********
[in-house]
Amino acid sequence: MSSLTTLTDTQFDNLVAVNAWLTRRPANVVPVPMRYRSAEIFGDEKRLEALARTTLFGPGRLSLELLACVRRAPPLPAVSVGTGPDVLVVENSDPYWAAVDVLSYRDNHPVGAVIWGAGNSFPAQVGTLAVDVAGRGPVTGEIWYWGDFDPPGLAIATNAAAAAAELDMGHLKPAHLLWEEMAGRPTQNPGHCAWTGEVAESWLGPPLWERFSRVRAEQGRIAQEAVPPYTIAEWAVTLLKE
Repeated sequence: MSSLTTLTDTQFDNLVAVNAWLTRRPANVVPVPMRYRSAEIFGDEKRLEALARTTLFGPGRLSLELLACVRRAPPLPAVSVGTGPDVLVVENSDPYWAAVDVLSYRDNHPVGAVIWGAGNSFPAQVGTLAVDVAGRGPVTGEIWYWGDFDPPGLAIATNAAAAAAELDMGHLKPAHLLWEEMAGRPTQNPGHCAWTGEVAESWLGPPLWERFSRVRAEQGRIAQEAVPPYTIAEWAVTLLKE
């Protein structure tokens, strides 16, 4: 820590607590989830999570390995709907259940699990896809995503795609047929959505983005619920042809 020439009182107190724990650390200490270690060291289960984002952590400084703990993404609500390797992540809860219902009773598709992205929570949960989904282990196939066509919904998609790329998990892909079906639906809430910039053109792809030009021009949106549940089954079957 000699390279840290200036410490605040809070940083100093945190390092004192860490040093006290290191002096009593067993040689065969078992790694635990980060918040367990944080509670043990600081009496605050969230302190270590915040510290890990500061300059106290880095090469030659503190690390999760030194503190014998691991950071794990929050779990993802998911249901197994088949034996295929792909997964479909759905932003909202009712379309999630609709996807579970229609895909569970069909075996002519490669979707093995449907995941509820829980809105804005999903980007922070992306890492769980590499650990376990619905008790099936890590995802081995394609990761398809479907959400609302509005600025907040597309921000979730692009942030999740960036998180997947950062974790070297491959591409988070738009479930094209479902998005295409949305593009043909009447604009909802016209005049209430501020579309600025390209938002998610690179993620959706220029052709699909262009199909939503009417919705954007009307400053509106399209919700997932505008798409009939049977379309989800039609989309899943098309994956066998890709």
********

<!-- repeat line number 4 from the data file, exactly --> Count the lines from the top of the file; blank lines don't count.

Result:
């Protein structure tokens, strides 16, 4: 820590607590989830999570390995709907259940699990896809995503795609047929959505983005619920042809 020439009182107190724990650390200490270690060291289960984002952590400084703990993404609500390797992540809860219902009773598709992205929570949960989904282990196939066509919904998609790329998990892909079906639906809430910039053109792809030009021009949106549940089954079957 000699390279840290200036410490605040809070940083100093945190390092004192860490040093006290290191002096009593067993040689065969078992790694635990980060918040367990944080509670043990600081009496605050969230302190270590915040510290890990500061300059106290880095090469030659503190690390999760030194503190014998691991950071794990929050779990993802998911249901197994088949034996295929792909997964479909759905932003909202009712379309999630609709996807579970229609895909569970069909075996002519490669979707093995449907995941509820829980809105804005999903980007922070992306890492769980590499650990376990619905008790099936890590995802081995394609990761398809479907959400609302509005600025907040597309921000979730692009942030999740960036998180997947950062974790070297491959591409988070738009479930094209479902998005295409949305593009043909009447604009909802016209005049209430501020579309600025390209938002998610690179993620959706220029052709699909262009199909939503009417919705954007009307400053509106399209919700997932505008798409009939049977379309989800039609989309899943098309994956066998890709």